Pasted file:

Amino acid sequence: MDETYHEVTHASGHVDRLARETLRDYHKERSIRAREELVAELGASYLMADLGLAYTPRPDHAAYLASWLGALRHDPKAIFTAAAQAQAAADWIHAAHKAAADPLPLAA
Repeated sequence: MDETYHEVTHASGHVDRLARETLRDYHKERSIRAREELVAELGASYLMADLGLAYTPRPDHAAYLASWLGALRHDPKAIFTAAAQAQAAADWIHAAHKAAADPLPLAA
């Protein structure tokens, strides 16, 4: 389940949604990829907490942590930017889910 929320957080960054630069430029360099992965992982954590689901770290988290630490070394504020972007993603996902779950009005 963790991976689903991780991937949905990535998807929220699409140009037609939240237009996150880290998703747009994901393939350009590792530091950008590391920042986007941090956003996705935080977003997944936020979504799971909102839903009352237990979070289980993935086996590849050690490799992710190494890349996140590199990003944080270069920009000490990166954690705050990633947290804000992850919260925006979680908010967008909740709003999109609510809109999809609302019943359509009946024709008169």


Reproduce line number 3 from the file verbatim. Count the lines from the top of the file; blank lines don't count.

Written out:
């Protein structure tokens, strides 16, 4: 389940949604990829907490942590930017889910 929320957080960054630069430029360099992965992982954590689901770290988290630490070394504020972007993603996902779950009005 963790991976689903991780991937949905990535998807929220699409140009037609939240237009996150880290998703747009994901393939350009590792530091950008590391920042986007941090956003996705935080977003997944936020979504799971909102839903009352237990979070289980993935086996590849050690490799992710190494890349996140590199990003944080270069920009000490990166954690705050990633947290804000992850919260925006979680908010967008909740709003999109609510809109999809609302019943359509009946024709008169």